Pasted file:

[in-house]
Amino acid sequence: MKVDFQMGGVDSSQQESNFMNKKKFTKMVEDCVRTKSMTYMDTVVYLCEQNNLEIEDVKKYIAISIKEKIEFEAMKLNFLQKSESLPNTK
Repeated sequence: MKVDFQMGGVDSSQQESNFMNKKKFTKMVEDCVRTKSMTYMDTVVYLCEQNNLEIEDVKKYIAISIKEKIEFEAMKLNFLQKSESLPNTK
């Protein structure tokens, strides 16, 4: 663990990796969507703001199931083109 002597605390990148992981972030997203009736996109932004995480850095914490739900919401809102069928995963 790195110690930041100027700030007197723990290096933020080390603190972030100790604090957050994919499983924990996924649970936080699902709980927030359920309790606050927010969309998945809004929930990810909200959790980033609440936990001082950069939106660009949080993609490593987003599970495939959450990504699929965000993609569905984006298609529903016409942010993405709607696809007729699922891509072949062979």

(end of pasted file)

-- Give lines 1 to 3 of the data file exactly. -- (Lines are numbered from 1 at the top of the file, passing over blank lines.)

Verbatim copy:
[in-house]
Amino acid sequence: MKVDFQMGGVDSSQQESNFMNKKKFTKMVEDCVRTKSMTYMDTVVYLCEQNNLEIEDVKKYIAISIKEKIEFEAMKLNFLQKSESLPNTK
Repeated sequence: MKVDFQMGGVDSSQQESNFMNKKKFTKMVEDCVRTKSMTYMDTVVYLCEQNNLEIEDVKKYIAISIKEKIEFEAMKLNFLQKSESLPNTK